Dear Barb—Camping Conundrum

Dear Barb:

Hi, my husband and I and a couple of friends were camping last week and we came upon a situation where we weren’t sure what was the right thing to do.  It was a nice sunny day and we were just sitting around reading and having a few drinks.  Across from us were a couple of campsites with what looked like a group of senior citizens.  They were drinking pretty consistently, and, as the day went on, it was obvious they were getting looped.  A family with three young girls around ages 7 to 10 set up on a nearby campsite.  The girls were riding a bike up and down the road, which is fine; there is limited vehicular traffic in the campground.  At one point we noticed one of the older men went over to them. 

There was only one bike for the three girls and they were taking turns riding the bike or running beside or behind.  I couldn’t hear what the man was saying to the girls, but I could see him directing the girls on what to do.  He seemed to tell the one girl to sit on the seat, while the other one could ride the bike standing.  Then he motioned for the little one to get on the handle bars.  He was holding the bike up while they started driving the bike.  Well of course the bike fell over.  Fortunately, none of the girls were hurt.  He did this a few more times, and eventually the girls stopped riding by his site.  I struggled with whether I should go to the girl’s parents or whomever they were with and tell them about what was going on.  I wasn’t sure if it was my place, but I was concerned that the girls would get injured.  Not sure what was the right thing to do in this situation.  What do you think? Thanks, Monica.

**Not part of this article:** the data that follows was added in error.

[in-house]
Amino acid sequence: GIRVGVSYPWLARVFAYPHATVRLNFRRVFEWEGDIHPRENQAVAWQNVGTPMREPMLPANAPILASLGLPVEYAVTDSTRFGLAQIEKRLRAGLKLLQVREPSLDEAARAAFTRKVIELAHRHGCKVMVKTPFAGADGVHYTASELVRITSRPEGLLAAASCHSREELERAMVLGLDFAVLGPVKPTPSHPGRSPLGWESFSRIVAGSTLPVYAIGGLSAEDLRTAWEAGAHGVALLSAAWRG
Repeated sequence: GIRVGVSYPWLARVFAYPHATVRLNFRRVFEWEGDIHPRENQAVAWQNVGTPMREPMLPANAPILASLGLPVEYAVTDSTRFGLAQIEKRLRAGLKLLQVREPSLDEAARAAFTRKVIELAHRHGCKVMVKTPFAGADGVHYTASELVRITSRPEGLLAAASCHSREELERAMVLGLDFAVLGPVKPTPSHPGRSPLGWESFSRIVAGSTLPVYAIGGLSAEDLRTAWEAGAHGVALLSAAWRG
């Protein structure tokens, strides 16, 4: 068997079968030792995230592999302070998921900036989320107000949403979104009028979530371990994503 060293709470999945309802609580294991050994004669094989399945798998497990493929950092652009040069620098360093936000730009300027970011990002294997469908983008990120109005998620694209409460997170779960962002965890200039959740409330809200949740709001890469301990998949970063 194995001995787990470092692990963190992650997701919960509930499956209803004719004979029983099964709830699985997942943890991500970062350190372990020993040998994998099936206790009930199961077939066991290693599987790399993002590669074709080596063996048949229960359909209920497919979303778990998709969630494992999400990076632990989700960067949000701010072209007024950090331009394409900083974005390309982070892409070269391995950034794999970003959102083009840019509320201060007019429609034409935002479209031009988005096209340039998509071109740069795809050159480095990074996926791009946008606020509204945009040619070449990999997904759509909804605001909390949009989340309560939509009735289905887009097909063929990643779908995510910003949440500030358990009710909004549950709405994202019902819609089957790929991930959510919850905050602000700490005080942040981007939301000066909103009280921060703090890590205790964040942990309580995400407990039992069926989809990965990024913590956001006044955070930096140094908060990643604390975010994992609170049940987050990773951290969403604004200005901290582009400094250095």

Hey Monica:

Thanks for your letter.  Some people just do not think.  Perhaps it was the age or the alcohol that contributed to this man’s poor decision-making ability.  I’m wondering about the other people who were with him, why didn’t they try to stop him.  Since this fellow was intoxicated, it probably wouldn’t have been a healthy choice to confront him.  Therefore, my suggestion would have been to go to the parents and let them know what is going on.  If they were alright with it, there wouldn’t have been much you could do except possibly go to the Park Ranger and report the situation.  Fortunately, nothing happened and the girls were smart enough to avoid these campers, or perhaps the parents saw what was going on and advised the girls not to go around that campsite.  Good question Monica.

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